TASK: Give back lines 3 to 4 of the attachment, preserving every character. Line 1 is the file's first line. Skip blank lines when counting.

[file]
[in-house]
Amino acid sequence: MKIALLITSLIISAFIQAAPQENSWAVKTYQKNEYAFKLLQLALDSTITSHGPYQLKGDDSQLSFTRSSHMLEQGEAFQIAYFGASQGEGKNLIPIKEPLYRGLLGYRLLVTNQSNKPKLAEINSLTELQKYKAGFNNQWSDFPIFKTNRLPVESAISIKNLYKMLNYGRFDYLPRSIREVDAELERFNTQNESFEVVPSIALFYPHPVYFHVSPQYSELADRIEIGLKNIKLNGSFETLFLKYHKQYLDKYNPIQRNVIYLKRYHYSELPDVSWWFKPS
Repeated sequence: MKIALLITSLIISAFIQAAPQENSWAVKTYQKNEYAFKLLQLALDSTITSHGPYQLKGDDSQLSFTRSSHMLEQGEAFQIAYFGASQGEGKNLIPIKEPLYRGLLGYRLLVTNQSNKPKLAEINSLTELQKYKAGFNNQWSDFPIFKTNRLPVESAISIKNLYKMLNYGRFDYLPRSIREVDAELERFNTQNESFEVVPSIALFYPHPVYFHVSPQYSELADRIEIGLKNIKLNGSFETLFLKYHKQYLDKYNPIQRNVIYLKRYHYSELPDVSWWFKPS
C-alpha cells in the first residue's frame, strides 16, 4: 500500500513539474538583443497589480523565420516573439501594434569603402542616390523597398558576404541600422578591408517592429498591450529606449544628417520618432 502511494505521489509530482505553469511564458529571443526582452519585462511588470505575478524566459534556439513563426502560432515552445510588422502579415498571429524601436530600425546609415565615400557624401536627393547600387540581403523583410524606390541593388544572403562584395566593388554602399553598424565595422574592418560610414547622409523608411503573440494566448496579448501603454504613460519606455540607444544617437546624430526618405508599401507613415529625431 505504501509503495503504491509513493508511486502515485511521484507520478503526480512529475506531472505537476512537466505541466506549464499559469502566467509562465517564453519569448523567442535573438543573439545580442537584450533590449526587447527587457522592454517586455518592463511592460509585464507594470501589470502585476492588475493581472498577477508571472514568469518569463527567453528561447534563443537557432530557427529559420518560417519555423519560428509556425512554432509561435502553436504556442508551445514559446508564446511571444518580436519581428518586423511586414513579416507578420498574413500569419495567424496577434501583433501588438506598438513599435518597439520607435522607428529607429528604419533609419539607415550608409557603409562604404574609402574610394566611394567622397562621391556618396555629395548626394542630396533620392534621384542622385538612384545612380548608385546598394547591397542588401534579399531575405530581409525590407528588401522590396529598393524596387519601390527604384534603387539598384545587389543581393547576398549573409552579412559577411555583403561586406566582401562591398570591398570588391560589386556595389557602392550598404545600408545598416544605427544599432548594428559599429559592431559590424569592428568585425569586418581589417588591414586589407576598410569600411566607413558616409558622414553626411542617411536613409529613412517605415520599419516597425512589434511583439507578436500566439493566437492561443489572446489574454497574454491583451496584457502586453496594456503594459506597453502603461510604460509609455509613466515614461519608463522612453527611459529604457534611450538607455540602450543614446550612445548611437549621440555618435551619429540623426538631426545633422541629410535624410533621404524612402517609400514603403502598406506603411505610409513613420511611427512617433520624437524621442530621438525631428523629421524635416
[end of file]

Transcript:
Repeated sequence: MKIALLITSLIISAFIQAAPQENSWAVKTYQKNEYAFKLLQLALDSTITSHGPYQLKGDDSQLSFTRSSHMLEQGEAFQIAYFGASQGEGKNLIPIKEPLYRGLLGYRLLVTNQSNKPKLAEINSLTELQKYKAGFNNQWSDFPIFKTNRLPVESAISIKNLYKMLNYGRFDYLPRSIREVDAELERFNTQNESFEVVPSIALFYPHPVYFHVSPQYSELADRIEIGLKNIKLNGSFETLFLKYHKQYLDKYNPIQRNVIYLKRYHYSELPDVSWWFKPS
C-alpha cells in the first residue's frame, strides 16, 4: 500500500513539474538583443497589480523565420516573439501594434569603402542616390523597398558576404541600422578591408517592429498591450529606449544628417520618432 502511494505521489509530482505553469511564458529571443526582452519585462511588470505575478524566459534556439513563426502560432515552445510588422502579415498571429524601436530600425546609415565615400557624401536627393547600387540581403523583410524606390541593388544572403562584395566593388554602399553598424565595422574592418560610414547622409523608411503573440494566448496579448501603454504613460519606455540607444544617437546624430526618405508599401507613415529625431 505504501509503495503504491509513493508511486502515485511521484507520478503526480512529475506531472505537476512537466505541466506549464499559469502566467509562465517564453519569448523567442535573438543573439545580442537584450533590449526587447527587457522592454517586455518592463511592460509585464507594470501589470502585476492588475493581472498577477508571472514568469518569463527567453528561447534563443537557432530557427529559420518560417519555423519560428509556425512554432509561435502553436504556442508551445514559446508564446511571444518580436519581428518586423511586414513579416507578420498574413500569419495567424496577434501583433501588438506598438513599435518597439520607435522607428529607429528604419533609419539607415550608409557603409562604404574609402574610394566611394567622397562621391556618396555629395548626394542630396533620392534621384542622385538612384545612380548608385546598394547591397542588401534579399531575405530581409525590407528588401522590396529598393524596387519601390527604384534603387539598384545587389543581393547576398549573409552579412559577411555583403561586406566582401562591398570591398570588391560589386556595389557602392550598404545600408545598416544605427544599432548594428559599429559592431559590424569592428568585425569586418581589417588591414586589407576598410569600411566607413558616409558622414553626411542617411536613409529613412517605415520599419516597425512589434511583439507578436500566439493566437492561443489572446489574454497574454491583451496584457502586453496594456503594459506597453502603461510604460509609455509613466515614461519608463522612453527611459529604457534611450538607455540602450543614446550612445548611437549621440555618435551619429540623426538631426545633422541629410535624410533621404524612402517609400514603403502598406506603411505610409513613420511611427512617433520624437524621442530621438525631428523629421524635416